Human Lives Human Rights: The Taliban is the ultra-conservative political and religious faction that emerged in the mid-1990s after the withdrawal of Soviet forces and the collapse of Afghanistan’s communist regime, following the collapse of civil order in Afghanistan.
It began as a small force of Afghan students and religious scholars seeking to combat crime and corruption. The faction owes its name, Taliban (Pashto: Ṭālebān, “Students”), to this initial membership.
Origin and first regime
The Taliban emerged after the Afghan War (1978-1992). The new Afghan government failed to establish civil order outside Kabul, and much of the country was exposed to extortion and repeated attacks by local militias and warlords. Facing mass displacement during the war, many Afghans found solidarity in the religious rhetoric of the mujahideen resistance and opportunity in schools of Islamic sciences (called madrasahs) in southern Afghanistan and northern Pakistan. In 1994 a group of former fighters, associated with a madrasah in a village of Kandahar province, successfully subdued a local warlord and began pacifying nearby areas. The faction, which enjoyed popular support with its promise of security and its religious fervor, quickly grew into the movement now known as the Taliban. By late 1996 the Taliban had seized the capital, Kabul, and gained effective control over some two-thirds of the country.
The Taliban faced significant resistance, especially after it asserted its own interpretation of law and order. It combined a strict religious ideology—a mixture of Deobandi traditionalism and Wahhabi puritanism—with a conservative Pashtun social code (Pashtunwali) to create a brutally repressive regime. Its policies included the near-total exclusion of women from public life (including employment and education), the systematic destruction of non-Islamic artistic relics (as occurred in the town of Bamiyan), and the implementation of harsh criminal punishments. Resistance was particularly pronounced among non-Pashtun ethnic groups—namely, the Tajik, the Uzbek, and the Hazara—in the north, west, and central parts of the country, who saw the power of the predominantly Pashtun Taliban as a continuation of the traditional Pashtun hegemony of the country. By 2001 the Taliban controlled all but a small section of northern Afghanistan, and only Saudi Arabia, Pakistan, and the United Arab Emirates ever recognized the regime.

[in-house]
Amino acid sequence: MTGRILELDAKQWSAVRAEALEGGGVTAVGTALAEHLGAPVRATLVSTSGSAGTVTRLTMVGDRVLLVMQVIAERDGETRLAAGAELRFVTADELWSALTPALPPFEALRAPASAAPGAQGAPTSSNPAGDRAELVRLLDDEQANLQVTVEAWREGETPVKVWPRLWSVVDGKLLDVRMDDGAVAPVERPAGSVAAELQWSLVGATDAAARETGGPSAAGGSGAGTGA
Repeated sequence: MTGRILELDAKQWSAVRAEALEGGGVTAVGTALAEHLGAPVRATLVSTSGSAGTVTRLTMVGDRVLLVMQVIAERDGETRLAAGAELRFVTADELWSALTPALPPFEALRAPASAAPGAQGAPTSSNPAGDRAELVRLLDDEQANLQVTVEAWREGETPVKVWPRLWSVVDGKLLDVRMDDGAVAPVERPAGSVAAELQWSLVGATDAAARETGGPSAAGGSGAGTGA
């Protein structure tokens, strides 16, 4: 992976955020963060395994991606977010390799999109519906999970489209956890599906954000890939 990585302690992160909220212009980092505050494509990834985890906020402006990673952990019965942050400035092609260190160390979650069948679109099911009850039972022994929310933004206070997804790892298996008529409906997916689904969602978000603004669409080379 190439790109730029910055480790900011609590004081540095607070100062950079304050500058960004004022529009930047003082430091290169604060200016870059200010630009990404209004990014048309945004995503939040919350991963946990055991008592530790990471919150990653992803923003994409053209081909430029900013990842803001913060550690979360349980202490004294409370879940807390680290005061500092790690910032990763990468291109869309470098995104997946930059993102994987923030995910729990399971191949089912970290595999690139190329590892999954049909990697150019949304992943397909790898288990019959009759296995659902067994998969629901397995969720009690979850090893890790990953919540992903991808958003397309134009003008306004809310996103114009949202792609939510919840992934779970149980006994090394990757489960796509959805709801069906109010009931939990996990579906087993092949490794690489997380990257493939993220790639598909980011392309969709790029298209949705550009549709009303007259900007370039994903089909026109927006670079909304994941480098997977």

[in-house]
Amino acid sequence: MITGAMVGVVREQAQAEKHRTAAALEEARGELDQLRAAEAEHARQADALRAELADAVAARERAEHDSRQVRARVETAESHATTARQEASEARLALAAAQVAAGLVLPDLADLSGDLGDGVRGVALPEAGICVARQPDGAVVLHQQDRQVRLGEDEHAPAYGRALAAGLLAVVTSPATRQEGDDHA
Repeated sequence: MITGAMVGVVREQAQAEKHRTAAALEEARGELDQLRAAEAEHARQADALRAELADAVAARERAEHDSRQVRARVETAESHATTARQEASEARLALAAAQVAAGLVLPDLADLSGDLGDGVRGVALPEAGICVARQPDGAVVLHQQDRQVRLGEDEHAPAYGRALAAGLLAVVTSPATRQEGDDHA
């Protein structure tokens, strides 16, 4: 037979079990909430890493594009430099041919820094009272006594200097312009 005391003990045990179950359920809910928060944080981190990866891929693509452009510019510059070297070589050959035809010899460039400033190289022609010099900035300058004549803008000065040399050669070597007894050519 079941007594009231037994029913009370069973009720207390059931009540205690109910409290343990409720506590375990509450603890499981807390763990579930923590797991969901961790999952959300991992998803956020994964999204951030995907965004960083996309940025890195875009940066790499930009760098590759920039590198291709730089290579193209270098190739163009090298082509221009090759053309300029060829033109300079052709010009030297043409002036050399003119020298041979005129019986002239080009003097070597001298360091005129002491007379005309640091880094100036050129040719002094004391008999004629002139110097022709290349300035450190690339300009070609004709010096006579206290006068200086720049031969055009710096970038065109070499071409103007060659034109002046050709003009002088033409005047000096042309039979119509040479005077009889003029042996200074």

The Afghanistan War and removal from power
Apart from the Taliban’s alarming disregard for human rights, many countries were concerned about the Taliban allowing refuge to Osama bin Laden, who had had helped organize a network of foreign Muslim fighters during the Afghan War. That network, al-Qaeda, had evolved into a network of Islamist militants who sought a violent struggle to free the Islamic world from non-Muslim influence and had orchestrated several attacks against the United States. Even after bin Laden and al-Qaeda were found responsible for the attacks on the World Trade Center in New York City and on the Pentagon outside Washington, D.C., that had occurred on September 11, 2001, the Taliban refused to extradite bin Laden. The United States and its allies began bombarding Afghanistan in October and supported the efforts of the Northern Alliance, a group of anti-Taliban factions in Afghanistan that had been resisting the Taliban’s takeover of the country. In early December the Northern Coalition succeeded in overthrowing the Taliban regime.